Most nonprofits are 501(c)(3) organizations, which means they are formed for religious, charitable, scientific, literary, or educational purposes and are eligible for federal and state tax exemptions. To create a 501(c)(3) tax-exempt organization, first you need to form a Kentucky corporation, then you apply for tax-exempt status from the IRS and the State of Kentucky. Here are the details.
In Kentucky, your nonprofit corporation must have three or more directors.
The name of your nonprofit corporation cannot be the same as the name of another nonprofit corporation on file with the Kentucky Secretary of State. To see if your proposed name is available, you can search Kentucky's name database at http://sos.ky.gov/business.
In Kentucky, your nonprofit corporation name shall include "corporation," "incorporated," "company," "inc.," or "co."; but if "company" or "co." is used, it may not be immediately preceded by "and" or "&."
You will need to create and file nonprofit articles of incorporation with the Kentucky Secretary of State's office. The articles of incorporation need to include basic information such as your nonprofit's name, your nonprofit's purpose, the name and address of your registered agent (the person to whom legal notices should be sent), the corporation's mailing address, the name and address of your incorporators and directors, and other information. The Secretary of State has a nonprofit articles of incorporation form on its website that you can fill in and then print and mail in. Complete everything as indicated on the Secretary of State's form and follow the instructions on the website for filing the form.
In addition to what's required in your articles of incorporation under state law, you'll need to include certain provisions in your articles to meet IRS requirements for 501(c)(3) tax-exempt status. For IRS purposes, your articles must include: (a) a statement of purpose that qualifies your organization for tax-exempt status, (b) statements that your nonprofit will not engage in prohibited political or legislative activitiy, and (c) a dissolution of assets provision dedicating your assets to another 501(c)(3) organization upon dissolution. For more information on IRS requirements for articles of incorporation, see IRS Publication 557, Tax-Exempt Status for Your Organization (available on the IRS website). You can also refer to How to Form a Nonprofit Corporation, by Anthony Mancuso (Nolo) for guidance on drafting articles that satisfy both state and IRS rules for 501(c)(3) nonprofits.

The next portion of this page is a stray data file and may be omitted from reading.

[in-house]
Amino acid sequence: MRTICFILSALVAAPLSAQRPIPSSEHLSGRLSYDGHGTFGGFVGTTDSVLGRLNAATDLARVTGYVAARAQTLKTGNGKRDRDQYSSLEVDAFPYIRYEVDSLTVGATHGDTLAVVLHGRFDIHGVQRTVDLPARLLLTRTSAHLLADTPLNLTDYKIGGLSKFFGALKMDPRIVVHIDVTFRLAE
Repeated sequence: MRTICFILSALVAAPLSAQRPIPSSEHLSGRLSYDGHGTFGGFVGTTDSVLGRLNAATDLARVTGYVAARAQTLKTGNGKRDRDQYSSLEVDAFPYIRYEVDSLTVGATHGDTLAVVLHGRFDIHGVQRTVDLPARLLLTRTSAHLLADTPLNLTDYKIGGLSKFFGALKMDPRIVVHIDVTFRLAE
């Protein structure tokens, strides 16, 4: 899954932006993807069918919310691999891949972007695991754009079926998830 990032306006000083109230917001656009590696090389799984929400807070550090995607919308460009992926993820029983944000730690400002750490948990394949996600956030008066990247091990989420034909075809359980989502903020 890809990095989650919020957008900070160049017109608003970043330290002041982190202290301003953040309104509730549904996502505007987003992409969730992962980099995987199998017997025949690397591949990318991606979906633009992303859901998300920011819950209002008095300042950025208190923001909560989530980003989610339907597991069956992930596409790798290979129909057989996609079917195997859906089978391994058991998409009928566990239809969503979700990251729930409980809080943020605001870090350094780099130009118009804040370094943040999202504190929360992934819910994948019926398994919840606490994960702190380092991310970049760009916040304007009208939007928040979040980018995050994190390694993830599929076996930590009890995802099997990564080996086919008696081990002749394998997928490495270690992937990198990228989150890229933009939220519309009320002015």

You'll need to prepare bylaws that comply with Kentucky law and contain the rules and procedures your corporation will follow for holding meetings, electing officers and directors, and taking care of other corporate formalities required in Kentucky. For more information, see Nolo's article Nonprofit Formation Documents: Articles of Incorporation, Bylaws, and Organizational Minutes or, for help creating your bylaws, see Nolo's book How to Form a Nonprofit Corporation, by Anthony Mancuso (Nolo). Your bylaws do not need to be filed with the Kentucky Secretary of State -- they are your internal operating manual.
Your first board meeting is usually referred to as the organizational meeting of the board. The board should take such actions as:
After the meeting is completed, minutes of the meeting should be created.
You should set up a corporate records binder for your nonprofit to hold important document such as articles of incorporation, bylaws, and minutes of meetings. For more information, as well as minutes forms, consent forms, and other resolutions, see Nonprofit Meetings, Minutes & Records, by Anthony Mancuso (Nolo).
Now that you have created your nonprofit corporation, you can obtain your federal and Kentucky state tax exemptions. Here are the steps you must take to obtain your tax-exempt status:
To obtain federal tax-exempt status from the IRS, you will need to complete and file IRS Form 1023, Application for Recognition of Exemption Under Section 501(c)(3) of the Internal Revenue Code. This long and detailed form asks for lots of information about your organization, including its history, finances, organizational structure, governance policies, operations, activities, and more. For line-by-line instructions on how to complete the Form 1023, see How to Form a Nonprofit Corporation, by Anthony Mancuso (Nolo).
Smaller nonprofits may be eligible to file Form 1023-EZ, Streamlined Application for Recognition of Exemption under Section 501(c)(3) of the Internal Revenue Code. This is a much simpler, shorter form that is filed online. Only smaller nonprofits--those with projected annual gross receipts of less than $50,000 and total assets of less than $250,000--are eligible to use the streamlined 1023-EZ application.
See the IRS website for more information on the Form 1023 and Form 1023-EZ filing requirements.
Once you have your federal tax exemption, you need to obtain your Kentucky state tax exemptions. This may include exemptions from income, property, sales, and other state taxes. Kentucky's tax agency will have a form you need to file to obtain your state tax exemption.
Depending on your activities and the size of your organization, you may need to register with the Kentucky attorney general before doing any fundraising activities. Check with Kentucky's attorney general website for additional rules. For more information about fundraising registration requirements, see Nonprofit Fundraising Registration: The 50-State Guide, by Ronald Barrett and Stephen Fishman (Nolo).